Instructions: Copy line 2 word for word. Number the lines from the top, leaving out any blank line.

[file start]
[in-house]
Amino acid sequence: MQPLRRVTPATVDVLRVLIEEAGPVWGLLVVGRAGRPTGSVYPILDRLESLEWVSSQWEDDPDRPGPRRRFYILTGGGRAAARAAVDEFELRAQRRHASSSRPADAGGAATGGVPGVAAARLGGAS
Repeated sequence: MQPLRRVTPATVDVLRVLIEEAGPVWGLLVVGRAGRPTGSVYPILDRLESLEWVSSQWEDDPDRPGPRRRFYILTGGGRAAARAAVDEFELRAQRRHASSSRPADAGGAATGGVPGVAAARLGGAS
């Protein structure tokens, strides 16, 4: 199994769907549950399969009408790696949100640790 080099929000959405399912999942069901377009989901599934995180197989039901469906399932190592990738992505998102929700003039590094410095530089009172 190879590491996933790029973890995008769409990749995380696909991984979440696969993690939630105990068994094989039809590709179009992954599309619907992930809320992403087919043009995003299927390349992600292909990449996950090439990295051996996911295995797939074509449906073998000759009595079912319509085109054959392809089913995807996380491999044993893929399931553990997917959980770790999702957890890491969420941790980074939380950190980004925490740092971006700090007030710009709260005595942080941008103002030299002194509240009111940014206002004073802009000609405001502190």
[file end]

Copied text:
Amino acid sequence: MQPLRRVTPATVDVLRVLIEEAGPVWGLLVVGRAGRPTGSVYPILDRLESLEWVSSQWEDDPDRPGPRRRFYILTGGGRAAARAAVDEFELRAQRRHASSSRPADAGGAATGGVPGVAAARLGGAS